Some bizzers question whether two or three DWA toons each year would earn enough coin to offset the overhead costs of running the company’s own distribution arm. According to sources, three releases each year would make the company commercially viable, while two releases would require each title to make at least $200 million domestically — which just six of DWA’s 18 titles have done.

But DWA is said to be considering several cost-effective alternatives, including distributing its pics digitally to theaters, eliminating costly print and shipping fees. According to the National Assn. of Theater Owners, 21,781 of 39,000 screens can play pics received by digital means.

Another option would be to employ a rent-a-system distribution deal where DWA pays a fee that amounts to a percentage of box office per domestic release (likely less than what Paramount is currently collecting from DWA). Practice is primarily used by independent producers through companies like Relativity or some of the majors.

Any distribution exec will have to deal with the domestic decline in 3D ticket sales, at least — and for family 3D films especially: Since 2009, DWA has generated 60% of its box office from higher-priced 3D tickets domestically. But that has dropped, with “Kung Fu Panda 2,” earning 45% of its B.O. from 3D.

The percentage is higher overseas, including territories like China — with the second highest number of 3D screens outside the U.S. — where DWA is planning to build an animation facility, based in Shanghai, to produce toons developed for the Chinese market.

Under its current arrangement DWA still has the option of extending its contract with Par through the end of 2013, while it figures out which moves it wants to make. That would give Par more toons to release — DWA has three skedded that year with “The Croods” (March 22), “Turbo” (July 19) and “Me and My Shadow” (previously announced for Nov. 8) — until it can release its follow-up to “Rango.”

Another option is Universal, which once distribbed the company’s homevideo titles. U’s exclusive deal with Chris Meledandri’s Illumination Entertainment (“Despicable Me,” “Hop,” “The Lorax”) isn’t expected to put the brakes on talks with DWA, given that the company isn’t exclusively U’s toon studio.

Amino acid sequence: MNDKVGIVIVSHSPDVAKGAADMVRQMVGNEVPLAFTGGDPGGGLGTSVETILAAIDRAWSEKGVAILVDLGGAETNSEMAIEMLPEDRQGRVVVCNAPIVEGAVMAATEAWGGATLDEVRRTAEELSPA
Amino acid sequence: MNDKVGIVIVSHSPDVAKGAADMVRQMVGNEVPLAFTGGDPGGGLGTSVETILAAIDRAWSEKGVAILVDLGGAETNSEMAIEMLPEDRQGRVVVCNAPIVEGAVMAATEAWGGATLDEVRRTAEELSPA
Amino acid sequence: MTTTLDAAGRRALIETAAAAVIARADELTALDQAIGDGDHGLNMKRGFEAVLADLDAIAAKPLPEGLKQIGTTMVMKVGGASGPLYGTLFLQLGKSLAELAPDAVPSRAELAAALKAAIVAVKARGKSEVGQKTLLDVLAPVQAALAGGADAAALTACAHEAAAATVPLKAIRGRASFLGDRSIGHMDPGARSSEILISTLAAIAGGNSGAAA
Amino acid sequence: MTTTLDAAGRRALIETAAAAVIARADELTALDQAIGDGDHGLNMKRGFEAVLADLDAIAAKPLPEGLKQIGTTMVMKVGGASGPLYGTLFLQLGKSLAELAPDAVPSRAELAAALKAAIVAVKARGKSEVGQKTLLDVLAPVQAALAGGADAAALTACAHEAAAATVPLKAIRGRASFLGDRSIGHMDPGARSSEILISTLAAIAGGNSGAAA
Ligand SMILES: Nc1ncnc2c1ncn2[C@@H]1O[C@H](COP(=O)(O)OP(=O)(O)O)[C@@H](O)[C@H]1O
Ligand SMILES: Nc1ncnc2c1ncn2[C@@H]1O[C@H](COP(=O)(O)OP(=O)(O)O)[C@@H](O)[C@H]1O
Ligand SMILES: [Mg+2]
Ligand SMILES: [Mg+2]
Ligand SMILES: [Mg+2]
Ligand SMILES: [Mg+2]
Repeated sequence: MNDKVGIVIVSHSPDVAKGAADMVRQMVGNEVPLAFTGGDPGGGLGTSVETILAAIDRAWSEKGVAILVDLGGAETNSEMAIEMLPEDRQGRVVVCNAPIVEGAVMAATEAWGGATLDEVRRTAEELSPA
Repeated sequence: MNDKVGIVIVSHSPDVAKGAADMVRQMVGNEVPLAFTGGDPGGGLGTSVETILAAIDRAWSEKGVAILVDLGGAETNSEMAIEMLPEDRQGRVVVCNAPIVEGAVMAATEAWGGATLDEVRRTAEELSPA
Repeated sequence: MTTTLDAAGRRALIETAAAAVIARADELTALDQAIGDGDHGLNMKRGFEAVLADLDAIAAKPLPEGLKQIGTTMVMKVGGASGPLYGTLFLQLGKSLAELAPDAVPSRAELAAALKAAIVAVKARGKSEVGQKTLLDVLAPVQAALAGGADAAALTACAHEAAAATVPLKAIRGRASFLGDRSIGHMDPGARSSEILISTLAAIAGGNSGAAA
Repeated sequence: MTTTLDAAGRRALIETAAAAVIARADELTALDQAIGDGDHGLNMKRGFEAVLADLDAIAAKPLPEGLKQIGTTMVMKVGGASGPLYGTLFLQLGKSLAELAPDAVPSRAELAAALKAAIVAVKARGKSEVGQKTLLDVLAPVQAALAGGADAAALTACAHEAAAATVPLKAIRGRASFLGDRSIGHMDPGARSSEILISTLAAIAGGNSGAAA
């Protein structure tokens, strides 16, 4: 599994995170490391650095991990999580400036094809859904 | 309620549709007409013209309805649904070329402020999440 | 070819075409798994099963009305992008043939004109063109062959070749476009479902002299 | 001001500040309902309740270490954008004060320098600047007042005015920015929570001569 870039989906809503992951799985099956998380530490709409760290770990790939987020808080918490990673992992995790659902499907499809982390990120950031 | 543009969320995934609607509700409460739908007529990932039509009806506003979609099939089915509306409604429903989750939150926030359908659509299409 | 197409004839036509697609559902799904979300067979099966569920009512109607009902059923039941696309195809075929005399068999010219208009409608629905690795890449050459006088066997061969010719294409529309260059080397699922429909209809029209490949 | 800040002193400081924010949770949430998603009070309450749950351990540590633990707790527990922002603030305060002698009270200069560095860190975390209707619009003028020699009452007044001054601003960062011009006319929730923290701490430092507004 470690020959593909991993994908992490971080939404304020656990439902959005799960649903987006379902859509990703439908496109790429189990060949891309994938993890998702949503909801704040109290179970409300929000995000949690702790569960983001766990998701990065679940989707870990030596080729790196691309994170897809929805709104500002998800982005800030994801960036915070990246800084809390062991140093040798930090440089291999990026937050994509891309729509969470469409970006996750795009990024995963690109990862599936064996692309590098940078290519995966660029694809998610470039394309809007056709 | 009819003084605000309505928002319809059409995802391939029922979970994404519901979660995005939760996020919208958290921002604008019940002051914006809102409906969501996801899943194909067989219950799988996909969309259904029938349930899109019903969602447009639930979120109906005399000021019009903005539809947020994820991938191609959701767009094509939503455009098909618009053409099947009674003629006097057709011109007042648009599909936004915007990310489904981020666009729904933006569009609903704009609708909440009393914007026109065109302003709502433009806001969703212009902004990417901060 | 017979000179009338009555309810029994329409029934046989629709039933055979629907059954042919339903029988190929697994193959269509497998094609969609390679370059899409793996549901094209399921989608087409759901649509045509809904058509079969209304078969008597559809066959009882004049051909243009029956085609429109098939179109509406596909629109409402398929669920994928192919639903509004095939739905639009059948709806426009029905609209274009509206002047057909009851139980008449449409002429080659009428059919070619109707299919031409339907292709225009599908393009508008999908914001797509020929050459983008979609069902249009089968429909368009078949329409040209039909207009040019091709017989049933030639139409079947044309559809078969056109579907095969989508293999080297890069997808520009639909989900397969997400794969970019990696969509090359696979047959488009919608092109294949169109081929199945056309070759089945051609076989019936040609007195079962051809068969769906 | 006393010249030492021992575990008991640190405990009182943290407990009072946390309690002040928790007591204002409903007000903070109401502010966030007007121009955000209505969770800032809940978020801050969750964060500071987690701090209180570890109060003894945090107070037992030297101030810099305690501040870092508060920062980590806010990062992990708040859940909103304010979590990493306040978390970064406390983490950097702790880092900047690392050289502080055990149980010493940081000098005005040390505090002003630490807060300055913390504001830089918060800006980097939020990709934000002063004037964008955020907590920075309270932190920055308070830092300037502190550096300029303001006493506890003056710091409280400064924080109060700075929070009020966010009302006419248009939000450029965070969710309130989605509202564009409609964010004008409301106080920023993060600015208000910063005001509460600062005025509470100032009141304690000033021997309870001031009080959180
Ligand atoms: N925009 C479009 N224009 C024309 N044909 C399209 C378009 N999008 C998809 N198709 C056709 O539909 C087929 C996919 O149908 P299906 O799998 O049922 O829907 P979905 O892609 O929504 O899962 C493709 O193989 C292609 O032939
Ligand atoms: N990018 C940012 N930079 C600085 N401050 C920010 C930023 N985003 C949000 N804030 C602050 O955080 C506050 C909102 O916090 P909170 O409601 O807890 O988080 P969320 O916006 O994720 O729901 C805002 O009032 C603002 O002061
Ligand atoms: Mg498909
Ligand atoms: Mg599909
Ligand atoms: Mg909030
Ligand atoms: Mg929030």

DWA could also move to another major, or even minimajor like Lionsgate, that wants to beef up its slate with toons.

Outside of getting its films into theaters, DWA brokers its own deals involving its TV shows, licensing and consumer products, stage shows and digital distribution of homevid titles.

Last month, DWA opted to exit its pay-TV deal with HBO, which was due to expire in 2014, and instead stream its films and TV specials through Netflix, starting in 2013. Deal could pay it around $30 million per pic, analysts said.

That deal comes as DVD sales decline and Blu-ray (something DWA was late to embrace) and digital sales have yet to make up for the losses. DWA films typically earn 40% of their revenue from homevideo, mainly DVD sales. Analysts expect “Kung Fu Panda 2” to earn around 30% from disc sales.

DreamWorks’ library typically pumps out around $100 million a year, but is expected to grow to $150 million as more pics get added.

Offscreen, the company has aggressively wooed families by launching character-driven programs with hotel chain Gaylord Resorts and Royal Caribbean. Walmart and McDonald’s have also been retail and promo partners for the studio. And the company produces musicals and touring shows based on its pics, which are expected to generate around $30 million this year. It has spun off animated TV shows from “Madagascar,” “Kung Fu Panda” and “How to Train Your Dragon” to air on Nickelodeon and Cartoon Network.

For now, however, Katzenberg remains quiet about his plans.

“As I have (said) for five years and one quarter, Paramount continues to do an excellent job for us,
” Katzenberg said in an April quarterly earnings call with analysts. He added that DWA won’t likely address any talks until this time next year at the earliest.

DWA declined to comment for this story.